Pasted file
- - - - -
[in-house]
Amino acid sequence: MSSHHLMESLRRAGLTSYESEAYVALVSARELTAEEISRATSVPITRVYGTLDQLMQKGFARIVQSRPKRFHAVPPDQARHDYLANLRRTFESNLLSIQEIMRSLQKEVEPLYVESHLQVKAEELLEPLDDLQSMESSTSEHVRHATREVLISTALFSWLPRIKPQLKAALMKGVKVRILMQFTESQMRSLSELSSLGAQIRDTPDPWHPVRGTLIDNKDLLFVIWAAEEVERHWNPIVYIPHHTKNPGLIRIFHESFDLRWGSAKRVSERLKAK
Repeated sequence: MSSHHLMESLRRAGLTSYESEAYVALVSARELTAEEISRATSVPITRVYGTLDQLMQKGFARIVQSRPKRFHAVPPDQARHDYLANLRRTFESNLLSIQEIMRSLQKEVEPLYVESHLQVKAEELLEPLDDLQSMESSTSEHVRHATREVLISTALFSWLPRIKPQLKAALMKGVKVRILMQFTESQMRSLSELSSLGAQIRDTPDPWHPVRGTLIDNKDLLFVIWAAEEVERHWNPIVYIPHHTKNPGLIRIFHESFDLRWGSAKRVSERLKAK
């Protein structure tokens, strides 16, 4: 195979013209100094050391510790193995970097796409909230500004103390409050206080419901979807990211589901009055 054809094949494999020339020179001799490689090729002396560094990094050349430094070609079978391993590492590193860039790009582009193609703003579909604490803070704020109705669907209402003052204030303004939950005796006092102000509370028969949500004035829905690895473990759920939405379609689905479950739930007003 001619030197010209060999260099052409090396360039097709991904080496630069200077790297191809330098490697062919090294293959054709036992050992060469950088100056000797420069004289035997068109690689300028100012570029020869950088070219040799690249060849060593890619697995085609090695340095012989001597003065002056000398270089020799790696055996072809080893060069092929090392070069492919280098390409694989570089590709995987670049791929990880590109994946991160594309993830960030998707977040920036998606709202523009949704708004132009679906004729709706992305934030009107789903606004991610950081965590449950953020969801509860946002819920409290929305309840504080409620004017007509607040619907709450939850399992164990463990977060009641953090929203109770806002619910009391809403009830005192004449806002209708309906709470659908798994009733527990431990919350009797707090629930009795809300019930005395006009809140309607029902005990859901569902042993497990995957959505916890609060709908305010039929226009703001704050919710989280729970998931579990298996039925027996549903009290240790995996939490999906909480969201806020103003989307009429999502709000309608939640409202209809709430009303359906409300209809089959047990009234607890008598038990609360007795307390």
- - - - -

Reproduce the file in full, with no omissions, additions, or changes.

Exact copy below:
[in-house]
Amino acid sequence: MSSHHLMESLRRAGLTSYESEAYVALVSARELTAEEISRATSVPITRVYGTLDQLMQKGFARIVQSRPKRFHAVPPDQARHDYLANLRRTFESNLLSIQEIMRSLQKEVEPLYVESHLQVKAEELLEPLDDLQSMESSTSEHVRHATREVLISTALFSWLPRIKPQLKAALMKGVKVRILMQFTESQMRSLSELSSLGAQIRDTPDPWHPVRGTLIDNKDLLFVIWAAEEVERHWNPIVYIPHHTKNPGLIRIFHESFDLRWGSAKRVSERLKAK
Repeated sequence: MSSHHLMESLRRAGLTSYESEAYVALVSARELTAEEISRATSVPITRVYGTLDQLMQKGFARIVQSRPKRFHAVPPDQARHDYLANLRRTFESNLLSIQEIMRSLQKEVEPLYVESHLQVKAEELLEPLDDLQSMESSTSEHVRHATREVLISTALFSWLPRIKPQLKAALMKGVKVRILMQFTESQMRSLSELSSLGAQIRDTPDPWHPVRGTLIDNKDLLFVIWAAEEVERHWNPIVYIPHHTKNPGLIRIFHESFDLRWGSAKRVSERLKAK
């Protein structure tokens, strides 16, 4: 195979013209100094050391510790193995970097796409909230500004103390409050206080419901979807990211589901009055 054809094949494999020339020179001799490689090729002396560094990094050349430094070609079978391993590492590193860039790009582009193609703003579909604490803070704020109705669907209402003052204030303004939950005796006092102000509370028969949500004035829905690895473990759920939405379609689905479950739930007003 001619030197010209060999260099052409090396360039097709991904080496630069200077790297191809330098490697062919090294293959054709036992050992060469950088100056000797420069004289035997068109690689300028100012570029020869950088070219040799690249060849060593890619697995085609090695340095012989001597003065002056000398270089020799790696055996072809080893060069092929090392070069492919280098390409694989570089590709995987670049791929990880590109994946991160594309993830960030998707977040920036998606709202523009949704708004132009679906004729709706992305934030009107789903606004991610950081965590449950953020969801509860946002819920409290929305309840504080409620004017007509607040619907709450939850399992164990463990977060009641953090929203109770806002619910009391809403009830005192004449806002209708309906709470659908798994009733527990431990919350009797707090629930009795809300019930005395006009809140309607029902005990859901569902042993497990995957959505916890609060709908305010039929226009703001704050919710989280729970998931579990298996039925027996549903009290240790995996939490999906909480969201806020103003989307009429999502709000309608939640409202209809709430009303359906409300209809089959047990009234607890008598038990609360007795307390």